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An ode to Métis Land | Nicki Ferland

Updated: Nov 21, 2020

This Land bore my ancestors.

This Land is the traditional territory of the Anishinaabeg, Cree and Dakota, and this place, at the confluence of the Red and Assiniboine Rivers, was a gathering space for many nations. Several communities lived and visited here to trade, build alliances, meet, and make relatives. Before this was Treaty 1 Land, before settlers made this their home,

This Land birthed the Métis Nation on the banks of the Red River.

More than just mixed, the Métis established unique languages, a distinct culture, a peoplehood here in this specific place, on this particular Land.

This Land knows my ancestors.

The Métis left their footprints on muddy banks and portaged their canoes on what would become downtown streets. They established this present-day metropolis, but the landscape would be unrecognizable to them now. Settlers constructed tall buildings that impede our views, and laid a concrete labyrinth on the prairies in the hopes that we would lose ourselves. Gone are the deep tracks from our squeaky carts weighed down with furs, bison, and family.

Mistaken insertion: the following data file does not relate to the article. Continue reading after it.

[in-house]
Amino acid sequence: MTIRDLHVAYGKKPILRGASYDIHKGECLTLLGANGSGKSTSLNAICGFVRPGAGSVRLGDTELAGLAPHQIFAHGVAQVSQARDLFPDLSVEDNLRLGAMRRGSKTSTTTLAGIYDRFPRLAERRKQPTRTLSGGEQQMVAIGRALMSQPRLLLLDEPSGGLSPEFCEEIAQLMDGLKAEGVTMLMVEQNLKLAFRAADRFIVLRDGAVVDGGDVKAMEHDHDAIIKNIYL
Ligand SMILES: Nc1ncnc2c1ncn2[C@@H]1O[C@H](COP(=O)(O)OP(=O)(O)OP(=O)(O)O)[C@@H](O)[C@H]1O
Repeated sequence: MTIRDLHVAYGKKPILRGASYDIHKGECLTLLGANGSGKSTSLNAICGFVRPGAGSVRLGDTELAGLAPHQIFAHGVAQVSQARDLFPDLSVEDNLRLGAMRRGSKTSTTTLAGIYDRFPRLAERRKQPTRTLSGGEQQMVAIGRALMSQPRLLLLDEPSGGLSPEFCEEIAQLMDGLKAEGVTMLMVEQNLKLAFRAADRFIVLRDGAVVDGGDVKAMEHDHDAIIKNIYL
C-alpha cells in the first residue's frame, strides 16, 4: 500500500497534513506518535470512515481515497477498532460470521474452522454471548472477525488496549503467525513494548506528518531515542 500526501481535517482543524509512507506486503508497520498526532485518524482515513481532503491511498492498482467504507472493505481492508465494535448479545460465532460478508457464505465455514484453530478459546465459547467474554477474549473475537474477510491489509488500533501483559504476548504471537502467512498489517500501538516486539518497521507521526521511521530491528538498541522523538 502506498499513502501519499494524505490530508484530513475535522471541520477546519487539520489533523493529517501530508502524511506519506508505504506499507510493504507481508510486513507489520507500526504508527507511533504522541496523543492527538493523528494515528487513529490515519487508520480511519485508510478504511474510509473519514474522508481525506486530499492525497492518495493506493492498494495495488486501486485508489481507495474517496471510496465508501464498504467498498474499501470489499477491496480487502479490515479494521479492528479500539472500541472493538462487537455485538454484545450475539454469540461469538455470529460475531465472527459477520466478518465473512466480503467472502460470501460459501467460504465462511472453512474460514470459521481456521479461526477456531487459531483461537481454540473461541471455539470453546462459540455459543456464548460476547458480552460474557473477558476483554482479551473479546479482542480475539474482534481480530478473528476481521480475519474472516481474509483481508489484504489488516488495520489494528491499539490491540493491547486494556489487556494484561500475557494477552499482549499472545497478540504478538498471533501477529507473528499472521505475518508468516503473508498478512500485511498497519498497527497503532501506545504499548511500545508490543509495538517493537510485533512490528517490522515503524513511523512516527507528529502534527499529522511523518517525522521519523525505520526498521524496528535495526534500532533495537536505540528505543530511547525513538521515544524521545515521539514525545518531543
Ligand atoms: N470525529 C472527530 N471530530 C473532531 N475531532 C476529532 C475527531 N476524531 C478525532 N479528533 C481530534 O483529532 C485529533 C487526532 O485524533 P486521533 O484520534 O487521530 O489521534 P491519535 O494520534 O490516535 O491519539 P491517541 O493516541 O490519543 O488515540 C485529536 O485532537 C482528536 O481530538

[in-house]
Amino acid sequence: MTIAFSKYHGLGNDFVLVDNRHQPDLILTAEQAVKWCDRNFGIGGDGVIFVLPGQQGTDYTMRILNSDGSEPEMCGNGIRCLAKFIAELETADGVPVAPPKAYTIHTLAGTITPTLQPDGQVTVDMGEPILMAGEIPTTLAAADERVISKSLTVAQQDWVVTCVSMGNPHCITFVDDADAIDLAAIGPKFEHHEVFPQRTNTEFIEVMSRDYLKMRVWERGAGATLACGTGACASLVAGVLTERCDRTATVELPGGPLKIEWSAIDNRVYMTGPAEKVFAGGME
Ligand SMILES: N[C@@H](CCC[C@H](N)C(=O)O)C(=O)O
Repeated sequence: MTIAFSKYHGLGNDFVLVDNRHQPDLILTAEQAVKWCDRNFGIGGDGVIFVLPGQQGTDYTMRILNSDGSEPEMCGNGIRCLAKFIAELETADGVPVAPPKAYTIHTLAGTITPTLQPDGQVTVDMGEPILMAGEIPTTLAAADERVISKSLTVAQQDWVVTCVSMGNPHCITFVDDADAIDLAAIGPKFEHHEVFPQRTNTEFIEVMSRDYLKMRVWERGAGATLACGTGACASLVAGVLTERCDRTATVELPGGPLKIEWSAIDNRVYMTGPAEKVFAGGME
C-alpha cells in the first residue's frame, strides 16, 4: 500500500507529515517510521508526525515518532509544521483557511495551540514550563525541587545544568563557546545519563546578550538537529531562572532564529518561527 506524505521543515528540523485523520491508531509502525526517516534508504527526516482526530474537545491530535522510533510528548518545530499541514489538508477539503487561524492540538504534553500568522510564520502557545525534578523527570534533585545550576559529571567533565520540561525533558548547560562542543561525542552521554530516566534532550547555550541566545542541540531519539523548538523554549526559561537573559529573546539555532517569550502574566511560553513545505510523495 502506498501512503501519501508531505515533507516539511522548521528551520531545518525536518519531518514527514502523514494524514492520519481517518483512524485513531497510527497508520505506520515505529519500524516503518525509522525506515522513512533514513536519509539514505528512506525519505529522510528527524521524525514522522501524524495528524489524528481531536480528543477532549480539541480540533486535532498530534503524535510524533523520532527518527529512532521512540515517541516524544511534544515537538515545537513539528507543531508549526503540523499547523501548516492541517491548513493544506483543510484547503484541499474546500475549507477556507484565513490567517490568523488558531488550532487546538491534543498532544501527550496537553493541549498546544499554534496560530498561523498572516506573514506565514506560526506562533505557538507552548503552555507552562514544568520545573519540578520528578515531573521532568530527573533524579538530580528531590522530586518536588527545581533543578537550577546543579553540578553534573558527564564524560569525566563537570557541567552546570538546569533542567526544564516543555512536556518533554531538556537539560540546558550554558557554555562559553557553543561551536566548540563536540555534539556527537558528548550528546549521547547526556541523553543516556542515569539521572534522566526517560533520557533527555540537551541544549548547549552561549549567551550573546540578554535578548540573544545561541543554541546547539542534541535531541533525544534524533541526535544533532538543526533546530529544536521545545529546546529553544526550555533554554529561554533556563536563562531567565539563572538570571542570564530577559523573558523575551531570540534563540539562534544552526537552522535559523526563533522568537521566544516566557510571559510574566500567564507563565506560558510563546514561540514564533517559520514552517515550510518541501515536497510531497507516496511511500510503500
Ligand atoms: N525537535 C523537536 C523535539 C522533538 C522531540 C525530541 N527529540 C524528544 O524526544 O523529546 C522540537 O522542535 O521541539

But look closely, the imprint of our caravans can still be seen in the wide lanes of Portage and Main.

Métis Land remains underneath the city, on top of it, above it, within and beyond.

This Land remembers my ancestors.

Traces that we lived and died here endure as deep impressions on the Land. Manitoba was brought into confederation by uncle Louis and his Métis government; Winnipeg, the heart of the Red River settlement, was built on top of our communities in the dust of our diaspora. Riel House still stands in St. Vital, and Saint Boniface bore our favourite Captain, Gabe Dumont. Walking by The Bay downtown, we remember when the HBC destroyed our fort during the Pemmican Wars. But we rebuilt it, and would celebrate other victories.

We memorialize a stoning on the river bank, and erect statues of our leader, While settlers level bygone urban Métis communities for a Rapid Transit corridor.

This Land belongs to future Métis ancestors.

The Métis are still here, walking in the footsteps of our ancestors, and remembering the roots/ routes they laid. Look down at our feet, their paths, the Land – pick up what our ancestors left behind for us. Honour our unique traditions, our particular ways, our spirituality and our ceremonies. In 2013, the Supreme Court proved what we always knew to be true: this Land holds unfulfilled obligations for Métis land rights. The future offers promises of a modern-day treaty for the Métis.

This was, is and will always be Métis Land, But you settlers are welcome to stay awhile.

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